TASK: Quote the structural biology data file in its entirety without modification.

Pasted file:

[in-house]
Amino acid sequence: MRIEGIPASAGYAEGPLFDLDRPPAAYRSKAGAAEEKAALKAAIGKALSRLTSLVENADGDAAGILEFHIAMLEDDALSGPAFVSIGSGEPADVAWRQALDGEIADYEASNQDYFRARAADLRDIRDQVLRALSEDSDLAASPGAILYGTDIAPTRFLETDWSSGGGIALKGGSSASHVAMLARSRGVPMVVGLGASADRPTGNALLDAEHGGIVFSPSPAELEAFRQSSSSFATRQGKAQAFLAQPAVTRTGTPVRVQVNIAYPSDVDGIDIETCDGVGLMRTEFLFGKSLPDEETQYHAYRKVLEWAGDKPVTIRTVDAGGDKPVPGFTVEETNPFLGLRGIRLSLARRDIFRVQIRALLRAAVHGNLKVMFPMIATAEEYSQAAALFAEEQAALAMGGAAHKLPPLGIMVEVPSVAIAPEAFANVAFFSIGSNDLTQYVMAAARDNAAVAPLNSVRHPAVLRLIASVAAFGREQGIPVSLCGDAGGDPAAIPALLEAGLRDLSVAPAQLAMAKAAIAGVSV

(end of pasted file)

[in-house]
Amino acid sequence: MRIEGIPASAGYAEGPLFDLDRPPAAYRSKAGAAEEKAALKAAIGKALSRLTSLVENADGDAAGILEFHIAMLEDDALSGPAFVSIGSGEPADVAWRQALDGEIADYEASNQDYFRARAADLRDIRDQVLRALSEDSDLAASPGAILYGTDIAPTRFLETDWSSGGGIALKGGSSASHVAMLARSRGVPMVVGLGASADRPTGNALLDAEHGGIVFSPSPAELEAFRQSSSSFATRQGKAQAFLAQPAVTRTGTPVRVQVNIAYPSDVDGIDIETCDGVGLMRTEFLFGKSLPDEETQYHAYRKVLEWAGDKPVTIRTVDAGGDKPVPGFTVEETNPFLGLRGIRLSLARRDIFRVQIRALLRAAVHGNLKVMFPMIATAEEYSQAAALFAEEQAALAMGGAAHKLPPLGIMVEVPSVAIAPEAFANVAFFSIGSNDLTQYVMAAARDNAAVAPLNSVRHPAVLRLIASVAAFGREQGIPVSLCGDAGGDPAAIPALLEAGLRDLSVAPAQLAMAKAAIAGVSV